Friday, 20 May 2011

"The Doctor's Wife"

I must admit, I had some mixed feelings when I heard that Neil Gaiman was writing an episode of Doctor Who. I am not an aficionado of comic books, so my only exposure to Gaiman was the TV series Neverwhere and the film of his graphic novel, Stardust. What I found was that the worlds that Gaiman creates are absolutely intoxicating, but the stories that he tells in them are not. However, his inventiveness goes a long way- despite some narrative shortcomings, Stardust is one of my favourite films of the past few years- and the setting he creates for this story is idiosyncratic indeed- a living planet called ‘House’ that lures Time Lords to its surface to devour their TARDISes, making patchwork servants out of the bodies of the lost, all while existing outside the universe precisely not in the way that a small soap bubble clings to a large one. However, the weird setting is hjust the canvas for the story, which is based on a very strong idea- an idea that had been long overdue for airing- what if the TARDIS could talk to the Doctor?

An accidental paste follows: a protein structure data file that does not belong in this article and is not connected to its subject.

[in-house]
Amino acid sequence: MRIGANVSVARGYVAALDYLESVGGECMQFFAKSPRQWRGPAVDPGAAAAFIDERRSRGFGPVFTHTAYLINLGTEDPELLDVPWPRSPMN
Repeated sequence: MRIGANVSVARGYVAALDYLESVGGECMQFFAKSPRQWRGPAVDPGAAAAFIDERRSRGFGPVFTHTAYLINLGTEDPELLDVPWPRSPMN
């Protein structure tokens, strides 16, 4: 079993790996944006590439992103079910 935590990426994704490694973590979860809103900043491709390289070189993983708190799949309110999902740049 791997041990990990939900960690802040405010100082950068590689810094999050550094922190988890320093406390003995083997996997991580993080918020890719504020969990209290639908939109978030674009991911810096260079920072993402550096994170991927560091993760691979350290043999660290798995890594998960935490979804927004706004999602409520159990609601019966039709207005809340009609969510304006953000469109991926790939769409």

What Gaiman and Moffat construct is a story that tells us more about what happened when the madman first found his box. It gives us the first other TARDIS we have seen this century and it finally answers a question about regeneration that has been whispered for decades. However, it is what is at the heart of the story which dominates it. It is a story about the longest relationship the Doctor has ever had, one that will only end with the death of one of the parties involved. The Doctor understands himself more clearly and, perhaps, his purpose is clearer as well. It is this which makes a story that contains numerous references to the series’s mythology and a barrage of technobabble so successful, working even with non-fans. The emotions in the story ring true, which makes all the difference and, after the technobabble is done, the solution is simple, yet brilliant.